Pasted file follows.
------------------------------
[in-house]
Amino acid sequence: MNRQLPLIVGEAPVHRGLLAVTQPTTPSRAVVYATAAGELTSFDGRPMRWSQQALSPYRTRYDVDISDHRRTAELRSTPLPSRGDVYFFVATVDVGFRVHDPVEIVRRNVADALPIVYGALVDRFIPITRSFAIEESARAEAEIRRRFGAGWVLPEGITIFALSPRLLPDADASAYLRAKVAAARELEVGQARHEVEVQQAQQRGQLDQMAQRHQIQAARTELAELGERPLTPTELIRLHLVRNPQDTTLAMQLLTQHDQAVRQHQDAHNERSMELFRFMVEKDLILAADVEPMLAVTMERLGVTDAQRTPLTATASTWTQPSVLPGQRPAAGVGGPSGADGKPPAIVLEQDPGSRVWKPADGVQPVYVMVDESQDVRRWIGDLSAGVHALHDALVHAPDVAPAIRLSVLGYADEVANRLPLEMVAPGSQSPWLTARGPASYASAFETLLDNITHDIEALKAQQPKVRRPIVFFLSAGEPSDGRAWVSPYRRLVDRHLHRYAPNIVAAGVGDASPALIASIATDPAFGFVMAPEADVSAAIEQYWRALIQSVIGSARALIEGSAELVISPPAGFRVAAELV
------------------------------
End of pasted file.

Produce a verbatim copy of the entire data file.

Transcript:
[in-house]
Amino acid sequence: MNRQLPLIVGEAPVHRGLLAVTQPTTPSRAVVYATAAGELTSFDGRPMRWSQQALSPYRTRYDVDISDHRRTAELRSTPLPSRGDVYFFVATVDVGFRVHDPVEIVRRNVADALPIVYGALVDRFIPITRSFAIEESARAEAEIRRRFGAGWVLPEGITIFALSPRLLPDADASAYLRAKVAAARELEVGQARHEVEVQQAQQRGQLDQMAQRHQIQAARTELAELGERPLTPTELIRLHLVRNPQDTTLAMQLLTQHDQAVRQHQDAHNERSMELFRFMVEKDLILAADVEPMLAVTMERLGVTDAQRTPLTATASTWTQPSVLPGQRPAAGVGGPSGADGKPPAIVLEQDPGSRVWKPADGVQPVYVMVDESQDVRRWIGDLSAGVHALHDALVHAPDVAPAIRLSVLGYADEVANRLPLEMVAPGSQSPWLTARGPASYASAFETLLDNITHDIEALKAQQPKVRRPIVFFLSAGEPSDGRAWVSPYRRLVDRHLHRYAPNIVAAGVGDASPALIASIATDPAFGFVMAPEADVSAAIEQYWRALIQSVIGSARALIEGSAELVISPPAGFRVAAELV